By Tenechia Lockhart
Mixed motive discrimination refers to action taken by an employer against an employee where the action is motivated by some discriminatory, illegitimate reason as well as a legitimate business reason. Mixed motive discrimination was articulated by the Supreme Court in Price Waterhouse v. Hopkins, 490 U.S. 228 (1989).
In Price Waterhouse the plaintiff argued that her promotion for partnership was postponed because of sex stereotyping. There was evidence that legitimate reasons also may have motivated the employer’s decision. The plurality held that when a plaintiff-employee demonstrated that a discriminatory reason, such as sex, acted as a motivating factor in an employment decision, the burden then shifts to the defendant-employer to demonstrate that it would have made the same decision even if it had not taken the discriminatory reason into account.
The plurality decision drew only four votes. Justice O’Connor’s concurrence potentially limited the plurality’s holding. She opined that the employee had to produce direct evidence that an illegitimate reason was a motivating factor for the employment action to be able to invoke a mixed-motive framework for her claim.
The 1991 Amendments to the Civil Rights Act codified the concept of mixed motive. The language of the statute reads as follows:
Except as otherwise provided in this subchapter, an unlawful employment practice is established when the complaining party demonstrates that race, color, religion, sex, or national origin was a motivating factor for any employment practice, even though other factors also motivated the practice.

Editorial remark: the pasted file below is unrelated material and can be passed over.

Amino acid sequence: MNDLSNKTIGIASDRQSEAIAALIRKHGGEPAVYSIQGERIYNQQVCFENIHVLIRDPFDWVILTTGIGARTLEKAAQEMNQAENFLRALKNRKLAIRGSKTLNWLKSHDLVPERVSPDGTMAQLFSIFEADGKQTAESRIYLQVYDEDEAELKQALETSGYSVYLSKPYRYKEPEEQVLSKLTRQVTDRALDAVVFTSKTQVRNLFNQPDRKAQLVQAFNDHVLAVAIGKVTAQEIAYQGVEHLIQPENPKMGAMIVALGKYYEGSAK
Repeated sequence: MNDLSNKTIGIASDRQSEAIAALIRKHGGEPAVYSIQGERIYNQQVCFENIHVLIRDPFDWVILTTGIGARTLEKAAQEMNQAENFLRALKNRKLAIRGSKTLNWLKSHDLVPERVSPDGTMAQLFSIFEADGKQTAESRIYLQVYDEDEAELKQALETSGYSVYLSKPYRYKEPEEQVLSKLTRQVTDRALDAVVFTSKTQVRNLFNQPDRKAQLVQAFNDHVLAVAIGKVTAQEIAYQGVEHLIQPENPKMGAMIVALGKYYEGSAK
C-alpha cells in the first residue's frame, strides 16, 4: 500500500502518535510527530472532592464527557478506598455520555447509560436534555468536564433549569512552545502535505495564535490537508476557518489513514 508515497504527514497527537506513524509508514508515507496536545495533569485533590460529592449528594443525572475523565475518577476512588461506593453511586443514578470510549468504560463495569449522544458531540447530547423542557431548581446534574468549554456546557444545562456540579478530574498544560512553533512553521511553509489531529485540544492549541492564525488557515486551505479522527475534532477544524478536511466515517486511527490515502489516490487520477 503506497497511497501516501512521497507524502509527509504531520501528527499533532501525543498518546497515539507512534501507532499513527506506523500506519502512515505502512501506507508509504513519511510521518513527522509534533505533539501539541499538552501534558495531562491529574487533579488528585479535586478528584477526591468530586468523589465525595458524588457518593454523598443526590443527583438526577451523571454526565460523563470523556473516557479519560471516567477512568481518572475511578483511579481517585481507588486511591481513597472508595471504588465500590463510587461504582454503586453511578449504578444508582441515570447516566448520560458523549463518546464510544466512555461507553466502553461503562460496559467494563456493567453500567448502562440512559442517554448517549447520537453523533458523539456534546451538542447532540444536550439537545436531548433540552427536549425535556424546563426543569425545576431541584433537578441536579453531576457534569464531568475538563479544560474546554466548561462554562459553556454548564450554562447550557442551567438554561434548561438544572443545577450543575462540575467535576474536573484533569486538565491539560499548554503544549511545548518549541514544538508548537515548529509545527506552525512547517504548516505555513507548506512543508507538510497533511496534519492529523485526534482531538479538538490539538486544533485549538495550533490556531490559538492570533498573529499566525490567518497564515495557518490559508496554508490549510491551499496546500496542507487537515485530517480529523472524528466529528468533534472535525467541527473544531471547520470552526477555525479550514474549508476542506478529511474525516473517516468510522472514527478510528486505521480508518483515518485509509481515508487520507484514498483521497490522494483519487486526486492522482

42 U.S.C. § 2000e-2(m). In Price Waterhouse, the Court held that if the employer proved the same decision defense, then it would completely escape liability. However, when Congress amended Title VII, it changed the effect of the employer’s proof. If an employer proves it would have made the same decision absent the protected trait, it is entitled to a partial defense to damages. 42 U.S.C. § 2000e-5(g)(2)(B). Proof of the defense does not absolve the employer of all liability.
In Desert Palace, Inc. v. Costa, 539 US. 90 (2003), the Supreme Court addressed the question raised by Justice O’Connor’s concurrence about whether direct evidence is needed to proceed on a mixed motive theory under Title VII. It held that direct evidence is not needed for a plaintiff to prevail in a Title VII mixed motive case.
One note of caution about the mixed-motive theory. In both the ADEA and retaliation contexts, the Supreme Court has required the plaintiff to establish that a protected trait was a “but for” cause of an adverse action. Questions remain about whether the mixed motive idea can be used under other statutes.